Wednesday, February 4, 2015

Crossover Covers: Allan Quatermain at the Dawn of Time

In August 1873, Allan Quatermain and his Hottentot companion Hans encounter a group of scientists that are attempting to learn the true nature of the Star of Bethlehem. Impey Barbicane is the group’s chief engineer. The group uses a pair of submarines based on technical details about Captain Nemo’s Nautilus told to Barbicane by Professor Aronnax. This tale is framed as a letter by Lady Luna Holmes Ragnall to her cousin, recounting to him how Quatermain told her the story in turn in 1882. Annotations and apicultural commentary written in 1905 are provided by men identified as “M” and “SS.” A pair of footnotes state, “Some authorities have argued from internal evidence that ‘M’ is the initial of a pseudonymous name used by a certain Great Detective during his retirement in Sussex,” and, “The same authorities sometimes suggest that ‘SS’ are the initials of a neighbor, fellow honey fancier, and occasional assistant of M during this late interlude.” A clipping from a news story by E.D. Malone about the third expedition by Professor Challenger to South America in 1915 appears. Allan Quatermain, Hans, and Lady Luna Holmes Ragnall are from the novels of H. Rider Haggard. Impey Barbicane is from Jules Verne’s From the Earth to the Moon and Around the Moon. Professor Aronnax, Captain Nemo, and the Nautilus are from Verne’s 20,000 Leagues Under the Sea. “M” is a reference to Mr. Mycroft, the elderly beekeeping sleuth featured in novels and stories by H.F. Heard, who is heavily implied to be Sherlock Holmes. “Mycroft’s” sidekick and fellow apiarist is named Sidney Silchester. E.D. Malone and Professor Challenger appear in The Lost World and other tales by Arthur Conan Doyle.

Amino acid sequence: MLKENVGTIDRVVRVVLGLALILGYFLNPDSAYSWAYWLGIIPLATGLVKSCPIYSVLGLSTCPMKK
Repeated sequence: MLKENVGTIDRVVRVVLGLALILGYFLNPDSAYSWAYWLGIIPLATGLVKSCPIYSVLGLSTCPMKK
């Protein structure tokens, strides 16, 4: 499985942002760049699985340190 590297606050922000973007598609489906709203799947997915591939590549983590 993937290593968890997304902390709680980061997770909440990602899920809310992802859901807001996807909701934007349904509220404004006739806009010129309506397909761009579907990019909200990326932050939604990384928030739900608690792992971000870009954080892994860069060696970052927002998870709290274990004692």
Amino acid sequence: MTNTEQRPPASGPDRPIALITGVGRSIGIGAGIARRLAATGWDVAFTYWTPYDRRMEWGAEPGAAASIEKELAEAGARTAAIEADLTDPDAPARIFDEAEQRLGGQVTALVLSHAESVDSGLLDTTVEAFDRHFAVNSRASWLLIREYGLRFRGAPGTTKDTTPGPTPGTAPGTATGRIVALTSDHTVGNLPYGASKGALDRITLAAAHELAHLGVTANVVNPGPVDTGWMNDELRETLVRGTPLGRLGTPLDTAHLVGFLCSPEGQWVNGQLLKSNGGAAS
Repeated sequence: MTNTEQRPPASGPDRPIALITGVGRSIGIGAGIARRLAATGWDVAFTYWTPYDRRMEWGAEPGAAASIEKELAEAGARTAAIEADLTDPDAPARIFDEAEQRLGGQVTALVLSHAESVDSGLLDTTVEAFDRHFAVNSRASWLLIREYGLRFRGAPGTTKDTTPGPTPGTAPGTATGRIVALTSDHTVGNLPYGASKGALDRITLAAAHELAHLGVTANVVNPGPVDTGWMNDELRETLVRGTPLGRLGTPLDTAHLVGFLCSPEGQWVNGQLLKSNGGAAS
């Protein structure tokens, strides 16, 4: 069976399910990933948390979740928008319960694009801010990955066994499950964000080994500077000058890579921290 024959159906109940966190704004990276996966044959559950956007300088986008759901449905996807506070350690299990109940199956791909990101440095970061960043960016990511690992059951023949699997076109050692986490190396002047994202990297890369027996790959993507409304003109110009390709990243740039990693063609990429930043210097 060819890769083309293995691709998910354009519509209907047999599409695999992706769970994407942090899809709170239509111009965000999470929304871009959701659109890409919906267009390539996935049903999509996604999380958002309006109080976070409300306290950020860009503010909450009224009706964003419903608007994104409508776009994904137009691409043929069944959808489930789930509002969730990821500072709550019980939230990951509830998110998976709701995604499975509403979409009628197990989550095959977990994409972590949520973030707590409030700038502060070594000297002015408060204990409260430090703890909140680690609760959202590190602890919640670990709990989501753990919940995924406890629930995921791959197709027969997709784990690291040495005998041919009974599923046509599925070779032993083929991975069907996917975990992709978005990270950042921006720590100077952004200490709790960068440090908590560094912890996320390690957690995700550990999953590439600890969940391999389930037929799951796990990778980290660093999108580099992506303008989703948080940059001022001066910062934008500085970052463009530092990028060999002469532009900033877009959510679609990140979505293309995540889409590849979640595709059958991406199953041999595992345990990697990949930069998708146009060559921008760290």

1 comment:

  1. I was very proud to help Mr. Miller with the editing of this delightfully unusual book.